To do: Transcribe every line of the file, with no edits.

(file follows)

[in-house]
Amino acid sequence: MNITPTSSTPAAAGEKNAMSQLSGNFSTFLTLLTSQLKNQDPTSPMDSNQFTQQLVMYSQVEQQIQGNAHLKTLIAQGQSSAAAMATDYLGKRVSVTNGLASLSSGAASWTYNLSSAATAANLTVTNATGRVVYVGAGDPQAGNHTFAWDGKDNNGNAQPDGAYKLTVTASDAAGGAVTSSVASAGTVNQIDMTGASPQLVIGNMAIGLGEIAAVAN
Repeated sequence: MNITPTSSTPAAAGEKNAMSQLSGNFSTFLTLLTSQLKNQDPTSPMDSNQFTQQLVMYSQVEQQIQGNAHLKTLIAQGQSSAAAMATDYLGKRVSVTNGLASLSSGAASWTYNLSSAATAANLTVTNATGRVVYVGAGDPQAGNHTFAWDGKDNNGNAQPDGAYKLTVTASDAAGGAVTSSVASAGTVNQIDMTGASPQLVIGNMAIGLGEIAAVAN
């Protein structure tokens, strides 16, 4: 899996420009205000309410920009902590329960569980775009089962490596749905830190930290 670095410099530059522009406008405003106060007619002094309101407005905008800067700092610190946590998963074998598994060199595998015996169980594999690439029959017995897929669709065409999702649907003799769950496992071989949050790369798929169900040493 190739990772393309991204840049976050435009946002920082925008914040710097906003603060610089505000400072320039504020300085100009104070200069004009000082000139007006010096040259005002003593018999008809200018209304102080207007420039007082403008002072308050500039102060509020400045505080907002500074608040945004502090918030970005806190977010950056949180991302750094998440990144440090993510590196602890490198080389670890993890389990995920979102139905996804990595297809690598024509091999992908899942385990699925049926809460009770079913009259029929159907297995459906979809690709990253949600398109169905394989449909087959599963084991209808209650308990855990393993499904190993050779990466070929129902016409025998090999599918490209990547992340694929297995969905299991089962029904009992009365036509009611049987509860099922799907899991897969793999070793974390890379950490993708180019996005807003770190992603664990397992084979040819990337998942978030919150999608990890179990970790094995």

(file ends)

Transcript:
[in-house]
Amino acid sequence: MNITPTSSTPAAAGEKNAMSQLSGNFSTFLTLLTSQLKNQDPTSPMDSNQFTQQLVMYSQVEQQIQGNAHLKTLIAQGQSSAAAMATDYLGKRVSVTNGLASLSSGAASWTYNLSSAATAANLTVTNATGRVVYVGAGDPQAGNHTFAWDGKDNNGNAQPDGAYKLTVTASDAAGGAVTSSVASAGTVNQIDMTGASPQLVIGNMAIGLGEIAAVAN
Repeated sequence: MNITPTSSTPAAAGEKNAMSQLSGNFSTFLTLLTSQLKNQDPTSPMDSNQFTQQLVMYSQVEQQIQGNAHLKTLIAQGQSSAAAMATDYLGKRVSVTNGLASLSSGAASWTYNLSSAATAANLTVTNATGRVVYVGAGDPQAGNHTFAWDGKDNNGNAQPDGAYKLTVTASDAAGGAVTSSVASAGTVNQIDMTGASPQLVIGNMAIGLGEIAAVAN
């Protein structure tokens, strides 16, 4: 899996420009205000309410920009902590329960569980775009089962490596749905830190930290 670095410099530059522009406008405003106060007619002094309101407005905008800067700092610190946590998963074998598994060199595998015996169980594999690439029959017995897929669709065409999702649907003799769950496992071989949050790369798929169900040493 190739990772393309991204840049976050435009946002920082925008914040710097906003603060610089505000400072320039504020300085100009104070200069004009000082000139007006010096040259005002003593018999008809200018209304102080207007420039007082403008002072308050500039102060509020400045505080907002500074608040945004502090918030970005806190977010950056949180991302750094998440990144440090993510590196602890490198080389670890993890389990995920979102139905996804990595297809690598024509091999992908899942385990699925049926809460009770079913009259029929159907297995459906979809690709990253949600398109169905394989449909087959599963084991209808209650308990855990393993499904190993050779990466070929129902016409025998090999599918490209990547992340694929297995969905299991089962029904009992009365036509009611049987509860099922799907899991897969793999070793974390890379950490993708180019996005807003770190992603664990397992084979040819990337998942978030919150999608990890179990970790094995």